Let's compare the “healthy” juice to the “very unhealthy white bread”. There are only 20 grams of carbohydrates in one slice of “white bread” (that weights around 35 grams), compared to 26 grams of carbohydrates in one mug of the juice. More importantly one slice of “white bread” will definitely keep you more satiated than one mug of “sweet juice”. The truth is that “healthy” juices can in fact be a carbohydrate trap, not to mention other “sweet waters”.

I think that we should drink liquids just to deliver water to our bodies not carbohydrates. Sure there can (or even should) be a little sugar in the water (for example in the form of concentrated syrup) but ONLY
3 grams per mug. Not 26 grams per mug!

Sunday, 25 January 2015

Asceticism is neither the key nor the goal

(Originally posted on Saturday, 28 January 2017)

Several days ago a phrase popped up in my head that made everything clear to me – the best phrase to build the proper picture of asceticism is this: “Asceticism is neither the key nor the goal”.

The sheer fact that there are named many different types of asceticism proves that the concept of asceticism is not so simple after all. Moreover the main definitions of asceticism concentrate on religious reasons and/or avoidance of pleasures, which is a mistake in my opinion (a mistake in definition, not in behaviour).

With the above phrase in my head I imagined an example that shows what asceticism is all about. Let's imagine a person who is “materially” ascetic, but considers it as a way to reach a bigger goal – a way that should make him (or her) calm/happy/good/holy/whatever. He (or she) owns only basic commodities and refuses to get anything more, but in fact he does it against himself – he would like to own more, but he sacrifices himself for “a bigger goal”. Would such a person became calm/happy/good/holy/whatever? I doubt it.

Now let's imagine a person who is “spiritually” ascetic and is free of any kind of desire, except for a desire to own some basic commodities in order to satisfy his (or her) basic needs. If he doesn't desire to own more than some basic commodities then he will own only basic commodities, just like the first person. The difference is the fact that the second person is calm/happy/good/holy/whatever because he doesn't do it against himself. So his “material” asceticism is the RESULT of his “spiritual” asceticism. And what is his “spiritual” asceticism? It is his state of mind. Just a state of mind. It's neither the key nor the goal.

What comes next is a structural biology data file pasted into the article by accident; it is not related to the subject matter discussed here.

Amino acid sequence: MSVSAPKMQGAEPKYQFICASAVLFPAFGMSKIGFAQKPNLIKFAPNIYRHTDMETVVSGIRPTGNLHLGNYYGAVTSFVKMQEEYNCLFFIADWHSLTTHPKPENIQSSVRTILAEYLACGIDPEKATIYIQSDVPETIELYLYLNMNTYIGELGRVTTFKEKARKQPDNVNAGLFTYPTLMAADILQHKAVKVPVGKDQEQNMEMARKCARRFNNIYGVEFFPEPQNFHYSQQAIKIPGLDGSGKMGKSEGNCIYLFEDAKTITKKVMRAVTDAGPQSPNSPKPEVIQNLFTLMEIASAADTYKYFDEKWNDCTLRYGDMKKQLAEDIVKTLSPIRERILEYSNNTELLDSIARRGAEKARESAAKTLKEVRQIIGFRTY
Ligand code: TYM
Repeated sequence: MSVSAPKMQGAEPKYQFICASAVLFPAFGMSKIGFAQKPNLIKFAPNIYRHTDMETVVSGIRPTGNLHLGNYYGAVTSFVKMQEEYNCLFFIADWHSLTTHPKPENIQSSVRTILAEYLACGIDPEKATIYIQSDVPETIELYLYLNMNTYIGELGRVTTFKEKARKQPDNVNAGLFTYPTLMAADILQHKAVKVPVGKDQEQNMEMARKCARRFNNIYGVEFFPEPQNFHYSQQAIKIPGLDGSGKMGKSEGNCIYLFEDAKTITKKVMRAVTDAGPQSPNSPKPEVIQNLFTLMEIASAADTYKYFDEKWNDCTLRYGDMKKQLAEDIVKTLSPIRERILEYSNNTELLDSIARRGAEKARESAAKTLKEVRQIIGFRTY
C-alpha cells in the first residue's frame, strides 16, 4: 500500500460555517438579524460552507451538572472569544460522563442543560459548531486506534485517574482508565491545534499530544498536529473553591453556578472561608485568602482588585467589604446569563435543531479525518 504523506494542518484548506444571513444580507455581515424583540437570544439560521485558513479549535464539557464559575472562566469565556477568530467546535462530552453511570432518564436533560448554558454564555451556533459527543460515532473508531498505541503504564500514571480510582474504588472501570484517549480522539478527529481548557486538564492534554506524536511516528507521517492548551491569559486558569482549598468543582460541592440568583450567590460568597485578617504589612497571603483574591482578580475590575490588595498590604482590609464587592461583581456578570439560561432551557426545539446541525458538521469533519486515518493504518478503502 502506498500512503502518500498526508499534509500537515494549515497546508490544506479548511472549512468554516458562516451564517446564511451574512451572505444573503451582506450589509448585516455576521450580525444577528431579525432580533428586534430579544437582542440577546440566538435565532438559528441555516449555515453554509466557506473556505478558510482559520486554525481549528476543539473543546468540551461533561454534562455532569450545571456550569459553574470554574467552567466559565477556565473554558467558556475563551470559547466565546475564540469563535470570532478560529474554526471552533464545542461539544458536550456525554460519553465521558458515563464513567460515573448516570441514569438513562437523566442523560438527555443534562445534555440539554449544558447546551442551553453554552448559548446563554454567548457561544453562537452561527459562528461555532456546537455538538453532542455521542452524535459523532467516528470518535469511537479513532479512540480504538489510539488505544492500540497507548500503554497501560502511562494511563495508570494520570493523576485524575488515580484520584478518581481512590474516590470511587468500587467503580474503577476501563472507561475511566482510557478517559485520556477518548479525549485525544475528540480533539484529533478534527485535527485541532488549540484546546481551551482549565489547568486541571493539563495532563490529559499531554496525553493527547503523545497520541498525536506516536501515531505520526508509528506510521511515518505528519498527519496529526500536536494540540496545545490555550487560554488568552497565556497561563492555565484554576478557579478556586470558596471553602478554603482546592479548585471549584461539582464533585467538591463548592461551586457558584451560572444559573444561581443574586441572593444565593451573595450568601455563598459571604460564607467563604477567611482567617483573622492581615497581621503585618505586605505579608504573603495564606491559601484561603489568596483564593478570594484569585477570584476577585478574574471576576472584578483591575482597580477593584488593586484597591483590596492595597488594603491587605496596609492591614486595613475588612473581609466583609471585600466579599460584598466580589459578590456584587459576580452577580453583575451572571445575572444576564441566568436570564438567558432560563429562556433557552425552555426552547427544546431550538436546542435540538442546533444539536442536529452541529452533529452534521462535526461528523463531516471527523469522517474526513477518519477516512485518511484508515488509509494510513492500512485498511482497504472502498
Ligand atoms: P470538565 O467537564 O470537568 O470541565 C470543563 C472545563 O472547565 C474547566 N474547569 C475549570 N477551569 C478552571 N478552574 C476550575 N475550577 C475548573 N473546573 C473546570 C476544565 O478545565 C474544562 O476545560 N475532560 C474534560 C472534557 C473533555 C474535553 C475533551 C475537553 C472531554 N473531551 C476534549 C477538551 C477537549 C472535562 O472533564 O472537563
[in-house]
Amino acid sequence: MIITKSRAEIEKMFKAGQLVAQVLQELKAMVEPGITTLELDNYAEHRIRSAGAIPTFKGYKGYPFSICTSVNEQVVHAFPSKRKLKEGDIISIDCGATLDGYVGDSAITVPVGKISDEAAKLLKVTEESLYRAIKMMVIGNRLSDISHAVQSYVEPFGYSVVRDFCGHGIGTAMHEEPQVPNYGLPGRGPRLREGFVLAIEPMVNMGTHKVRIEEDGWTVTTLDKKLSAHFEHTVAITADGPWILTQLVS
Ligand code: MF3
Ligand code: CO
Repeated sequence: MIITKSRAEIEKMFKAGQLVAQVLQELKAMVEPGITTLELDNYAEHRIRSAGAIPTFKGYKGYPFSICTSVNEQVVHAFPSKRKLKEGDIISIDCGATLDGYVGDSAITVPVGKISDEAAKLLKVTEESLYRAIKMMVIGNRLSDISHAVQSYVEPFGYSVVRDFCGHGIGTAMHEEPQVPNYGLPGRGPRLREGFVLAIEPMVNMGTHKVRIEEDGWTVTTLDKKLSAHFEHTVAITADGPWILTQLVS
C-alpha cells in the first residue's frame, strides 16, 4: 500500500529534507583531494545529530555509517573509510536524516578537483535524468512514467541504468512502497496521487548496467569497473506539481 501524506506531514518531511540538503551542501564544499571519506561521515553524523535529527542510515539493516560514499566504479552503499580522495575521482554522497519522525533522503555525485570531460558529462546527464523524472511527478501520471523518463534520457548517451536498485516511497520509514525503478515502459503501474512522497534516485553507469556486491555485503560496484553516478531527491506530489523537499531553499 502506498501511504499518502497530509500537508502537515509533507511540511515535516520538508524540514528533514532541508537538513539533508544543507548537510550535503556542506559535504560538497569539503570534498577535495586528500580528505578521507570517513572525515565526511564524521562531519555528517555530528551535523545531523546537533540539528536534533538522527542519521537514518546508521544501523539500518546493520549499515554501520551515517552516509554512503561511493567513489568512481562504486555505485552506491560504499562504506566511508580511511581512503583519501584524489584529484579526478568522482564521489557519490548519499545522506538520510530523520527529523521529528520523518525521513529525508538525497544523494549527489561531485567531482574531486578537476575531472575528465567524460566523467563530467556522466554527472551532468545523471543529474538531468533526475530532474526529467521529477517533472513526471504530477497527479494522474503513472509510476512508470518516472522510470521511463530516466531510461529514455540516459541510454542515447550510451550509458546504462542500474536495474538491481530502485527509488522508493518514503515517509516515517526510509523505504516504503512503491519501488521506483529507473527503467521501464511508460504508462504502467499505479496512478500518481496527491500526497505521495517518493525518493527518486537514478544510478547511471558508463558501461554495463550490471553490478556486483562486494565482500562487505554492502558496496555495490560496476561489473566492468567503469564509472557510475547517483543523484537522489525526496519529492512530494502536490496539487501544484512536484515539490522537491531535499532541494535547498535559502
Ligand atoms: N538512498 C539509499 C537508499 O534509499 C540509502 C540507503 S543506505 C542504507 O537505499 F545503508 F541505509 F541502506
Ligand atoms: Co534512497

Please notice that this “spiritual” asceticism has nothing to do with a religion or pleasures, but with a simple concept of desire. In the above case it was a desire to own things, but the same example can be used for any KIND of desire. And this is what a true asceticism is all about – being free from desires.

Obviously we can't reject all our desires because we have to eat, breathe, have a place to live, have a family and have a little fun too, but the more desires we reject the more happy we become. “Let's enjoy the little things, for in them the formula for happiness is written.” With a true asceticism the joy from little things comes in a kind of automatic way.

Almost every human activity is based on a desire – without a desire there would be no willful action at all. If there is a desire then we can control it in most cases. There are some obviously “obligatory” desires, like a desire to eat or a desire to drink fluids, but a desire to eat a lot of foods, a desire to eat sweets or a desire to drink alcohol are the kinds of desire that are NOT “obligatory”.

In my case the sheer fact that I can identify a desire makes this desire much weaker – it's embarrassing to realise that you are a slave to your own desires. And I can identify a desire practically always. In fact it's very easy when you actually think about it.

I must point out that there are also positive desires that turn into something negative when they are too strong. For example reading books. Nowadays fewer and fewer people read books, so it is generally a very positive thing when a person reads books. But if he (or she) reads them all the time and neglects other things then it is clearly a bad thing. Similar examples can be given for anything that is considered positive and in extreme cases it concern even religion.

I'll give you two more examples. Just two. When I see that somebody, for example my wife or my child, has just done a thing that was illogical, impractical or that it could have been done more efficiently I feel a very strong desire to tell them about it – to explain it to them – to give them an advice. Usually this “advice” is considered as a criticism and makes them angry, no matter if I'm right or not. Over the years I realised that in most cases it is actually better not to say anything to them at all or maybe to turn my advice into a kind of joke. Now when I realise that all my actions are actually based on my desires, in this case it is a desire to make other people “better”, I feel less inclined to do it (to give them an advice), because it is my desire, not theirs.

The second example came to my mind while I was writing this very post. It's about expectations – a particular expectation can be considered as a desire too. In this case my desire was that when I was writing this post my children would understand that I was busy and would leave me alone for some time. This desire was in fact silly and it made me nervous because my children kept coming to me to tell me something or to ask something from me. Without my desire I wouldn't get nervous because of it.